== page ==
So, do you still feel cornered by God? Job did too. Listen to his lament: “Yet these thing you hid in your heart; I know that this was your purpose. If I sin, you watch me and do not acquit me of my iniquity. If I am guilty, woe to me! If I am in the right, I cannot lift up my head, for I am filled with disgrace and look on my affliction. And were my head lifted up, you would hunt me down like a lion and work wonders against me. You renew your witnesses against me and increase your vexation towards me; you bring fresh troops against me (Job 10:13-17 ESV).
Do you have a lament to share?
You can express that in the comments here.
Photo by r_stephen  Creative Commons

Guilt and Innocence

I was just nine years old as I stood on an over-pass above the highway throwing empty beer cans into the highway. Some of the cans bounced off the cars and then was crushed by other vehicles that followed. Other cans I threw fell right in front of the cars and was immediately crushed. Some just fell between the wheels and was only crushed several cars later as the wind blew the cans around. After throwing each can I stood there intently watching its movements until it was finally crushed.  

It was a fun and exhilarating experience for me as I threw each can over the fence until a man walked by who started yelling at me. He said something about damaging the cars and what a nuisance kids are these days.  I remember as I heard that man’s voice, I had two objections to his reaction. First, I did not see any damage to the vehicles as the beer cans bounced off the vehicles. Those vehicles just simply drove on.  Second, he used the word “kids” in plural. There was no one else with me as I accomplished this task. After some more yelling the man just walked away after giving me a warning. Then I threw one more can and ran in the other direction as I saw that man turning around to me.  

Maybe I was just a product of my environment growing up in the Bronx. As that man spoke to me, I just couldn’t understand what all the fuss was about. As much as I could see, I was not doing any damage at all. Yet that man seemed to be so irritated.

There was a man in the Bible who was quite righteous in his ways. This was attested by God and he surely thought well of himself. But in his most gruesome situation, he had second thoughts and said: “Though I am in the right, my own mouth would condemn me; though I am blameless, he would prove me perverse” (Job 9:20 ESV). In his own mind he seemed to be blameless, but in light of the holiness of God, he realized that he had no chance.

Just like my experience at the age of nine, we simply don’t recognize our own sinfulness. Through the years, we become “acceptable” to most people, and those are the people we spend most of our time with. Thus we loose that critical element in our relationships and we are not able to recognize our own faults.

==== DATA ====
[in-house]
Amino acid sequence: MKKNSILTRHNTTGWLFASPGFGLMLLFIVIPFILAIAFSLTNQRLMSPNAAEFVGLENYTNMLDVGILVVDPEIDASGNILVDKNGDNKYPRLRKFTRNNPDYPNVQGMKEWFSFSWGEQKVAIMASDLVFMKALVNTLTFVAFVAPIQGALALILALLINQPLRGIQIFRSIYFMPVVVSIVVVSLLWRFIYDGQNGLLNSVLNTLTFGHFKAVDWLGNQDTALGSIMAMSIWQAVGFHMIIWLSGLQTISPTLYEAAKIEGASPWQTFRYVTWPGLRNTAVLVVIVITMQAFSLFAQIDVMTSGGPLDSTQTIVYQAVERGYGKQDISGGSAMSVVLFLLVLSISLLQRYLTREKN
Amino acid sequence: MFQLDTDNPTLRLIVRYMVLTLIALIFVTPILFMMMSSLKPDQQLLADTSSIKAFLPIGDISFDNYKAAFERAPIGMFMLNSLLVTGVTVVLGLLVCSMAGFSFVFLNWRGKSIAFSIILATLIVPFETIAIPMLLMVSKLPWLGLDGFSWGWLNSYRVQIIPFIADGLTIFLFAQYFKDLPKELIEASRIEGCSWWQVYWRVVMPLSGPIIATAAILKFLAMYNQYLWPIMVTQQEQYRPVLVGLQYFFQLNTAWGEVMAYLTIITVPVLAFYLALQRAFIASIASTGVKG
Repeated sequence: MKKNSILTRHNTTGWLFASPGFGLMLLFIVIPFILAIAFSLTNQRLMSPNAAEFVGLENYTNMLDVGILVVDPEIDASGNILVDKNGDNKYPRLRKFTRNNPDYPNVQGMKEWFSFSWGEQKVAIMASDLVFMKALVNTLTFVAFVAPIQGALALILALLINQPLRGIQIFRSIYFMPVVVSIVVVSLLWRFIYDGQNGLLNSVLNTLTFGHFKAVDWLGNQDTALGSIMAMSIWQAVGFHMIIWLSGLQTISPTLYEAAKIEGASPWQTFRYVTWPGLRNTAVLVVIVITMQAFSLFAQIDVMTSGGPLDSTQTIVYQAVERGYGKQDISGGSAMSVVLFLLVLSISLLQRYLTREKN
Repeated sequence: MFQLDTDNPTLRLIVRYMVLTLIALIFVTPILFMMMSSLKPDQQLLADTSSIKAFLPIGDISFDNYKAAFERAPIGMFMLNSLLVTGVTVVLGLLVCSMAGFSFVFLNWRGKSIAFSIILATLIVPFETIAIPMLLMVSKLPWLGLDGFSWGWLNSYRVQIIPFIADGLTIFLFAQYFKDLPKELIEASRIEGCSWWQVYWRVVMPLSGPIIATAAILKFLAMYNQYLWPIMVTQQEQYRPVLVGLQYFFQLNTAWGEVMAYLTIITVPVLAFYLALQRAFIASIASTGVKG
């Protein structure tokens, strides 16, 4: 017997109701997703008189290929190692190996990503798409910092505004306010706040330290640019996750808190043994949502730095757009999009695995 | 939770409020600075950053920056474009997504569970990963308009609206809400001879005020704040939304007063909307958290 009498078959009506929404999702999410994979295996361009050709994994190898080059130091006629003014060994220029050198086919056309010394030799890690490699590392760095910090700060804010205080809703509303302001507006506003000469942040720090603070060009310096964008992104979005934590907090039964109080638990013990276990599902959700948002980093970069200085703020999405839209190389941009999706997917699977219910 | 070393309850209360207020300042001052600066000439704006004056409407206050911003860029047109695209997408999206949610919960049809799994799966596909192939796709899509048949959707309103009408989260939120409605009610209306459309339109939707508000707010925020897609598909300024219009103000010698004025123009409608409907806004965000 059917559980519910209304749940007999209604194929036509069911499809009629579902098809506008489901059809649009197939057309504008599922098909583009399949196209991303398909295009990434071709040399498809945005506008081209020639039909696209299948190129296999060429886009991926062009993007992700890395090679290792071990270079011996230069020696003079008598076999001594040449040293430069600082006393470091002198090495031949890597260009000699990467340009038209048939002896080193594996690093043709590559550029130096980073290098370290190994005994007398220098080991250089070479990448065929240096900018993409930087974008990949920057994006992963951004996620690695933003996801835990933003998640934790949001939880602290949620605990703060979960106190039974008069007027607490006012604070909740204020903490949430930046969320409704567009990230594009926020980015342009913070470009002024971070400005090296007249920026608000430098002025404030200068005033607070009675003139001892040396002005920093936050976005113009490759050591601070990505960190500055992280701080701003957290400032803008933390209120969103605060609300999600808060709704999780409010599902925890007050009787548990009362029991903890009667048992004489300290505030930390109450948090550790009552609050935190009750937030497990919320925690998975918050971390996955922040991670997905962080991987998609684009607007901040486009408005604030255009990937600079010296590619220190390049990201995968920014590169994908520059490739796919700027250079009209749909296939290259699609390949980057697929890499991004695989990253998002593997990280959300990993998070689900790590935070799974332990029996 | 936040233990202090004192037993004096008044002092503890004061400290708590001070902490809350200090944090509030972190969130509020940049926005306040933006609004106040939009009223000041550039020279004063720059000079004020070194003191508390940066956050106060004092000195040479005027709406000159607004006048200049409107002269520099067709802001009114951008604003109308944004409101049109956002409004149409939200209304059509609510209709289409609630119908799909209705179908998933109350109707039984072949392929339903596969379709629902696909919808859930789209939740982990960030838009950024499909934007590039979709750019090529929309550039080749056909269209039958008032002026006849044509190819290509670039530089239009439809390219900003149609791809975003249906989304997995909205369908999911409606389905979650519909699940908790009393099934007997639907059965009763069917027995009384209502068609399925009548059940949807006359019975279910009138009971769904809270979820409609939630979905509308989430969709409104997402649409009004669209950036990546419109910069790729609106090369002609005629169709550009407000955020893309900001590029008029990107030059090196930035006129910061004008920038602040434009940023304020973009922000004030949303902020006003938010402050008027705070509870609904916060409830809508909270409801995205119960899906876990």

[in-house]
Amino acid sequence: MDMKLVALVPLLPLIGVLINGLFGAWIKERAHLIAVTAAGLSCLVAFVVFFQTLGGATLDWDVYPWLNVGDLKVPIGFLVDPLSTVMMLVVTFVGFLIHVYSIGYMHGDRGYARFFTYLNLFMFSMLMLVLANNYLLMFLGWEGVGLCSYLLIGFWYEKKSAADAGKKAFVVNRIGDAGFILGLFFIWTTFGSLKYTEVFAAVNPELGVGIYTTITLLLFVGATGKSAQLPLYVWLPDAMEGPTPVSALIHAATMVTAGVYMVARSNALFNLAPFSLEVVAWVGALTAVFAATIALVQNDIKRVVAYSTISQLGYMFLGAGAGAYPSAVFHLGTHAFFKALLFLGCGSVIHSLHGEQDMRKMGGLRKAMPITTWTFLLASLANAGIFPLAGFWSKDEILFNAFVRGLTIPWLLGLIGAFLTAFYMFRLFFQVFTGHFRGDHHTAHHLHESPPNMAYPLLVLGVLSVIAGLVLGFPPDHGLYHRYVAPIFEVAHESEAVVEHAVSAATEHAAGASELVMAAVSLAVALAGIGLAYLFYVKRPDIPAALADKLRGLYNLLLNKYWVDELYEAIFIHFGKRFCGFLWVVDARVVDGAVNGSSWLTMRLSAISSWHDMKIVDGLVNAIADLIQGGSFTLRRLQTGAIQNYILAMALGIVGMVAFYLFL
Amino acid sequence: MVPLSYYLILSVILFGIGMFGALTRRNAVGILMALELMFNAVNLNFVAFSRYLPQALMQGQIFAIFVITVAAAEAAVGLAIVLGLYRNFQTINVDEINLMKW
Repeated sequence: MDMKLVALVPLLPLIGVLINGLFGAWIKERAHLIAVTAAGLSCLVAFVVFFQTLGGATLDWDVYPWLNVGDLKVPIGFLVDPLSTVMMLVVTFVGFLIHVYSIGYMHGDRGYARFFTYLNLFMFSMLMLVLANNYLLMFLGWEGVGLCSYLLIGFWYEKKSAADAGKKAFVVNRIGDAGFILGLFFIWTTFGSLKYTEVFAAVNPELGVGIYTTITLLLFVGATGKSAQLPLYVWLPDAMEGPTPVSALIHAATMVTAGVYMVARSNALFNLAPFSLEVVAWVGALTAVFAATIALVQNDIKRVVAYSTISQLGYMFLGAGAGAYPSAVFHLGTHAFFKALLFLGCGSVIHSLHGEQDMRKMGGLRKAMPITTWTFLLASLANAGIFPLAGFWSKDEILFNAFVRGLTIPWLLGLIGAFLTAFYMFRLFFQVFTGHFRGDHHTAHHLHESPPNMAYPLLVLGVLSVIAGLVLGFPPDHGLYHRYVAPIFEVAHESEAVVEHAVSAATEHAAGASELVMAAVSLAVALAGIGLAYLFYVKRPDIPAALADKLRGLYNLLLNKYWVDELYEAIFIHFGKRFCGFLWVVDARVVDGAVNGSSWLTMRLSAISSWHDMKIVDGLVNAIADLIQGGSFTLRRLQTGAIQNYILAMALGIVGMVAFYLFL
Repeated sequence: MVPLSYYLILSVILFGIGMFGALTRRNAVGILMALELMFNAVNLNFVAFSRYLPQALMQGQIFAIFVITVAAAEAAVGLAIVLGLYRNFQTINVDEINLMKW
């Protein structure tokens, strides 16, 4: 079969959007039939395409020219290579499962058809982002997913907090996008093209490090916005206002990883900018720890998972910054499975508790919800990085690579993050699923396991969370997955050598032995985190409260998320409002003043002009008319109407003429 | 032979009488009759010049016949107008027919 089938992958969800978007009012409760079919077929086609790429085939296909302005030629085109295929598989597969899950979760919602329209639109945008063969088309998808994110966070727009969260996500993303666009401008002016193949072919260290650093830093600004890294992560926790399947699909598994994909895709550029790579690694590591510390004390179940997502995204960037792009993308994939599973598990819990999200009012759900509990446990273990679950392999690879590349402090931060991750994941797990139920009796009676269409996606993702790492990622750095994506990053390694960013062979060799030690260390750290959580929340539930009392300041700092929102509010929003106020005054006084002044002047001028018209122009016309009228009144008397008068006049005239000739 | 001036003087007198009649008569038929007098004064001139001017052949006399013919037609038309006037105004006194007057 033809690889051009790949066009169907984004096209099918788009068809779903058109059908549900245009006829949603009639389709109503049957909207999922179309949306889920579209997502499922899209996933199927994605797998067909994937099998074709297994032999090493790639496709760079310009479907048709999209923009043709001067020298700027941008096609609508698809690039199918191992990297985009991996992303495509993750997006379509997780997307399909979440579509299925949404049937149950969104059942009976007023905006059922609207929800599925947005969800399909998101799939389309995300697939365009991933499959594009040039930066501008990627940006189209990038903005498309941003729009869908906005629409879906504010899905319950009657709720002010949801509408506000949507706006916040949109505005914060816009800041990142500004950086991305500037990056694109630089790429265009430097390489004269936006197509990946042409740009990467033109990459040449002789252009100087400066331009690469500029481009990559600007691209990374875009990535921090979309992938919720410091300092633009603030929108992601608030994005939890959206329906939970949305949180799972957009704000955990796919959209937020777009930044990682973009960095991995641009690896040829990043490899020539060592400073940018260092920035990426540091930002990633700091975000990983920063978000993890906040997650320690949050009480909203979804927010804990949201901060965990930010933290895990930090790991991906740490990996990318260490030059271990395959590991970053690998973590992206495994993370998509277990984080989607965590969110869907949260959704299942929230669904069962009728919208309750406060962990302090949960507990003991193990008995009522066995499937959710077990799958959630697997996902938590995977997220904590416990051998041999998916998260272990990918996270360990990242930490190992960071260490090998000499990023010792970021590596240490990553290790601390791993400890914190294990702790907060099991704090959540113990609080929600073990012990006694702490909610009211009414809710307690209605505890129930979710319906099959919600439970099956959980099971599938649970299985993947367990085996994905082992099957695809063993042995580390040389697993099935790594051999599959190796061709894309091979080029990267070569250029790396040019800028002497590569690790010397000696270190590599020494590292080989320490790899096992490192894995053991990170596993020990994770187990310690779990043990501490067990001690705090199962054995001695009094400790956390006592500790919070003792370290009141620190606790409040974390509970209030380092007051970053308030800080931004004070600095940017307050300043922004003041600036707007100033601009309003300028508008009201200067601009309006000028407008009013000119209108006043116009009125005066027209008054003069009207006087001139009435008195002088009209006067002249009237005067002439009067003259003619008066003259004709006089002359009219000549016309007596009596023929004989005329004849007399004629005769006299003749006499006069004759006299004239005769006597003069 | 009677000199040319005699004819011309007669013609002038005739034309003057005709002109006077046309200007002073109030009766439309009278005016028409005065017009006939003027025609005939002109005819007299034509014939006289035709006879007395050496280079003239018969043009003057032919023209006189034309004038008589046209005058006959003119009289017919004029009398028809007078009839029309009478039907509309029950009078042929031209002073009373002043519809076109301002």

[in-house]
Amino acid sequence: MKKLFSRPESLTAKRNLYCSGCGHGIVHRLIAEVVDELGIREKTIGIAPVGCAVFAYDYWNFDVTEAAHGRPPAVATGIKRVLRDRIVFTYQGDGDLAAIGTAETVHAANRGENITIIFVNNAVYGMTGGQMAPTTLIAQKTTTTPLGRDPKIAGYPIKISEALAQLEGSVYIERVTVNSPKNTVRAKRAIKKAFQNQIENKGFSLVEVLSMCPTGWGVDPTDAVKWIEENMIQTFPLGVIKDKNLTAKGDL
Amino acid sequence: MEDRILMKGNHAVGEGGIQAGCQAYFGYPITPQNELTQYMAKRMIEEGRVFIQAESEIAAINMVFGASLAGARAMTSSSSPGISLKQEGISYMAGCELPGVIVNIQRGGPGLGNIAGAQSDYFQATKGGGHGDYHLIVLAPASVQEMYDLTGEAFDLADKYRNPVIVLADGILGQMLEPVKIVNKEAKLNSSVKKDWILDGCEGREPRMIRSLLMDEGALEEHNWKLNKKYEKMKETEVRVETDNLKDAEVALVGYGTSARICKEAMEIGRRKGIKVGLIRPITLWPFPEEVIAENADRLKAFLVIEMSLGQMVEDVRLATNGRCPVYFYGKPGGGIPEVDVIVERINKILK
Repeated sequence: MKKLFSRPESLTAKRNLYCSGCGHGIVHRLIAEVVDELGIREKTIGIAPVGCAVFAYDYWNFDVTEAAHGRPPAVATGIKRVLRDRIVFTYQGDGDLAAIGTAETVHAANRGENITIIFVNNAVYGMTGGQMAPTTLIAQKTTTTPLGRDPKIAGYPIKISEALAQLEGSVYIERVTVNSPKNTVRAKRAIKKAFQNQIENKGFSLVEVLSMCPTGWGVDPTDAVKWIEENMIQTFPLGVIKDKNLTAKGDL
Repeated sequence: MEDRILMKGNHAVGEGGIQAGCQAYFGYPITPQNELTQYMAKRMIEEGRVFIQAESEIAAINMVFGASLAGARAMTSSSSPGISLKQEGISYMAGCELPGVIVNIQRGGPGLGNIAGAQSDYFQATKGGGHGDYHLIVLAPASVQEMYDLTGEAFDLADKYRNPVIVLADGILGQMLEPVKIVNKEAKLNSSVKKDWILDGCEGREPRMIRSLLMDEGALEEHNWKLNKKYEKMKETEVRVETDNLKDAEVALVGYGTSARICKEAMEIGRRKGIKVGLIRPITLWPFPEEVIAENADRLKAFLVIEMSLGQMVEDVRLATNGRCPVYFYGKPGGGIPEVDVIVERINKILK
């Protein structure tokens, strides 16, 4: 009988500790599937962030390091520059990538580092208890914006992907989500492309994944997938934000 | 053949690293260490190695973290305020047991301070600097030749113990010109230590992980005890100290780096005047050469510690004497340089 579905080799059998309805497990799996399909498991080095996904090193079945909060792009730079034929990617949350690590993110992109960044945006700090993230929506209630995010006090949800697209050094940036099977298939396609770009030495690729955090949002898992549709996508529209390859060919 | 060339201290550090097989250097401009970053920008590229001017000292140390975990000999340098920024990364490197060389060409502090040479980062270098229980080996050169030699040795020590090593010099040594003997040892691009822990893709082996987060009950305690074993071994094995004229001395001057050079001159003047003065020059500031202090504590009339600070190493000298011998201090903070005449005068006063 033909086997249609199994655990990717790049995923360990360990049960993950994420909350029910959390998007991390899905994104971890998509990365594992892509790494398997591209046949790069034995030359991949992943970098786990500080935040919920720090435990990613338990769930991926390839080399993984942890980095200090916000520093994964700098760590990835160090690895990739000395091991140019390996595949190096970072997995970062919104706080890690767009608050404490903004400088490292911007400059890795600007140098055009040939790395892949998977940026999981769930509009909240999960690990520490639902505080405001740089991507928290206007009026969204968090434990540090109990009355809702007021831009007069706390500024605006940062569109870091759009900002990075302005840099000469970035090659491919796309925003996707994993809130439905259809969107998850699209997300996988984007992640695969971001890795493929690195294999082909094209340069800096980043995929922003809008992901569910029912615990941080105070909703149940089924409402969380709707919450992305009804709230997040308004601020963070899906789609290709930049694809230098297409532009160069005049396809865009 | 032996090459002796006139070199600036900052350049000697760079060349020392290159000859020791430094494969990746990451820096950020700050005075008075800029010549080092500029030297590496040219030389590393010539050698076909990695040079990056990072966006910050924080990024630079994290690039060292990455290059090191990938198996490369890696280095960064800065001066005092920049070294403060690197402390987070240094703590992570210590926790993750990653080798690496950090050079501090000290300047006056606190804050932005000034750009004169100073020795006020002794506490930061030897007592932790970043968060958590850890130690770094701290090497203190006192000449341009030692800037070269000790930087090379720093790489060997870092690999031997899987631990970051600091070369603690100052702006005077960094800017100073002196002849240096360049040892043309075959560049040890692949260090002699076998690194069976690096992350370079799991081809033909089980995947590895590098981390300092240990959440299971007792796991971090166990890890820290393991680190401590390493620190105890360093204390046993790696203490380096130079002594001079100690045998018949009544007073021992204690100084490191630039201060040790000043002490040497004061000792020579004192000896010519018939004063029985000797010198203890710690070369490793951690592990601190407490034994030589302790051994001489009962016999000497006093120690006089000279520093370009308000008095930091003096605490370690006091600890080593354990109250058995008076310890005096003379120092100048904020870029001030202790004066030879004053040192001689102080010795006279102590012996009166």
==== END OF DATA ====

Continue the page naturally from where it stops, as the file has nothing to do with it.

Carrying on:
Among many things, there are two factors that help us to have that critical element. Involvement in small groups, and meditation of the Bible. In a small group based on relationships, the chances are greater for the rough edges in our personalities to begin to rub against each other. This will result in some form conflict that eventually needs to be resolved within the small group experience. In a loving and accepting group, one has the freedom to open up and share weaknesses.  Along with this, a daily reading and meditation of the Bible has great value. While we read, meditate, and pray, the Holy Spirit has the opportunity to work within us.  He will highlight and convict us regarding those things that needs correction.

We may be innocent in our own eyes, but before God, we stand guilty.

So, do you have any stories of “innocence” to share?

Leave your comments here.

Photo by Doug Kerr

Has Life Broken You?

While I was a college student I took classes in Psychology as well as counselling.  In one of those classes, we had to do a test to analyze our emotional and mental temperament. There was a questionnaire with lots of topics and a list of life experiences for which each experience was given a number according to its intensity. The purpose was to grade the effect of difficult life experiences on an individual. When I filled up that page at the age of 20, the totals were quite large. According to those numbers I should have been an emotional wreck many times over.
Through the years I remembered that test many times.  Especially when I experienced excruciating pain as a result of the pressures in life.  For a long time that pain was emotional, then for about seventeen years it became increasingly physical.
The emotional pain was mostly ignored due to a strong will that allowed me to move on.  I was aware of that pain, but I never allowed it to inhibit me in any way.  When the pain became physical, I was still able to ignore it until I was bedridden.  Now that changed everything.  Every movement of my body caused me excruciating pain.

It was in my late teens that I heard the saying: “Life is not out to break you but to make you.”  This statement has helped me tremendously over the ears as I faced numerous struggles in life.  I would remember the words of Jesus: “I have said these things to you, that in me you may have peace.  In the world you will have tribulation.  But take heart; I have overcome the world.” (John 16:33 ESV)

When the pain became physical and I was bed-ridden for months at a time, I began to question my own perspectives.  “Maybe life is out to break me, not to make me.”  I helped so many others to find hope, but I ended up in a hopeless situation.

Through numerous tragedies in her life, Lee Ezell in her book, Finding Hope When Life’s Not Fair, says: “…it may be way too early to judge whether or not this catastrophe in your life will ultimately be devastating.  Perhaps you will soon see how God is working it into His plan for you!  Both the good and the bad may be woven together into the beautiful tapestry of our life.”